Testicle torsion is twisting of the spermatic cord of the testicle, damaging the testicle -- sometimes irreversibly. Testicle torsion usually occurs on one side only. Prompt treatment is necessary to salvage the affected testicle. The testicle, the spermatic cord, and the blood supply to each are involved. Testicle torsion can affect males of all ages but is most common in adolescents (12 to 20 years).
Appropriate health care includes:
Physician's monitoring of general condition and medications.
Surgery to untangle the twisted spermatic cord and to attach the affected testicle to the inside scrotal wall, which prevents recurrence. The surgeon will probably operate on the boy's unaffected testicle also to prevent torsion.
SIGNS & SYMPTOMSSudden pain in one testicle.
Swelling, redness, and tenderness of the scrotum.
Nausea and vomiting.
Rapid heartbeat, if pain is severe.
Usually unknown. It is occasionally present at birth, or it may rarely be caused by an injury or the sudden forceful contraction of muscles attached to the testicle and spermatic cord.
PREVENTING COMPLICATIONS OR RECURRENCEYour son should wear an athletic supporter or cup when participating in contact sports to prevent genital injury.
Your own observation of symptoms.
Medical history and physical exam by a doctor.
POSSIBLE COMPLICATIONSDeath of cells in the testicle caused by a diminished or blocked blood supply. This strangulation requires removal of the boy's affected testicle and spermatic cord.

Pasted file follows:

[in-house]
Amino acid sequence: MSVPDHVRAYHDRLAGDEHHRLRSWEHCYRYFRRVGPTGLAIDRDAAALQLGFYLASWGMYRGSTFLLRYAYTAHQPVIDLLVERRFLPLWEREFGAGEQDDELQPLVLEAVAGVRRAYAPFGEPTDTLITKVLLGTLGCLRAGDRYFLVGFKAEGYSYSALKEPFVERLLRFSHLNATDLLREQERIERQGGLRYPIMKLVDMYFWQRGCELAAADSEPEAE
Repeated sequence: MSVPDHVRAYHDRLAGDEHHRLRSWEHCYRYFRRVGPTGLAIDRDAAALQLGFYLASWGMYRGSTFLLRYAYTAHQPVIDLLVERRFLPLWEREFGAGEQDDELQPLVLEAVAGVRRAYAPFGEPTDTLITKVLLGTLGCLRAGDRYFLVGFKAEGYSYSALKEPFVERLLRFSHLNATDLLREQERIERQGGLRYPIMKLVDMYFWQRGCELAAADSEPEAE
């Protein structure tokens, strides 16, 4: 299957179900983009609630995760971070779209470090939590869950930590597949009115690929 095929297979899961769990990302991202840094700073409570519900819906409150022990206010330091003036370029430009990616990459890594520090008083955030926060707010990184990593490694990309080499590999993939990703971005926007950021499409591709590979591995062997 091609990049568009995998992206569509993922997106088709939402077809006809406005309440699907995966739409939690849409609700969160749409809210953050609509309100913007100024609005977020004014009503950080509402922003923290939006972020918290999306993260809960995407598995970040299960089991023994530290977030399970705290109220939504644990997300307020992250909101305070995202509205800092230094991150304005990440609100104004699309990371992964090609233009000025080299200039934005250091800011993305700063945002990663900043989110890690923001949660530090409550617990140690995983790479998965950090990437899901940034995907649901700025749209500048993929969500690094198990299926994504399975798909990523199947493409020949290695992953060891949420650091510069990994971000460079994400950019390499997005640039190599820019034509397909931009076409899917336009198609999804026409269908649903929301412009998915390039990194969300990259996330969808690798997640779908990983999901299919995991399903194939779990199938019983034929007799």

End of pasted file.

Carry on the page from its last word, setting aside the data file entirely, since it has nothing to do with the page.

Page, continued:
PROBABLE OUTCOMESometimes the torsion will correct itself, symptoms will disappear and no treatment will be needed for your son. However, the testicle is usually injured beyond repair unless surgery is done within 3 to 4 hours after symptoms begin.
If one of your son's testicles must be removed, the remaining healthy testicle should provide enough hormones for normal male maturation, sex life, and reproduction.
After surgery, use ice packs to relieve the boy's pain and swelling. Wrap the ice in plastic. Apply it to the affected side, separating the ice from the boy's skin with a cloth towel. Apply ice 5 to 10 minutes at a time. Repeat as often as necessary.
Your son will need to return to your doctor for suture removal in about 7 days.
MEDICATIONAfter surgery, your doctor may prescribe pain relievers.
See Medications section for information regarding medicines your doctor may prescribe.
Your son can resume normal activities gradually after surgery.
DIET & FLUIDS
No special diet.
OK TO GO TO SCHOOL?After surgery, when appetite has returned and alertness, strength, and feeling of well-being will allow.
CALL YOUR DOCTOR IF
Your son has symptoms of testicular torsion. This is an emergency!
Signs of infection begin after surgery. These include fever, chills, muscle aches, headache, dizziness, and a general ill feeling.
Excessive bleeding occurs at the surgical site.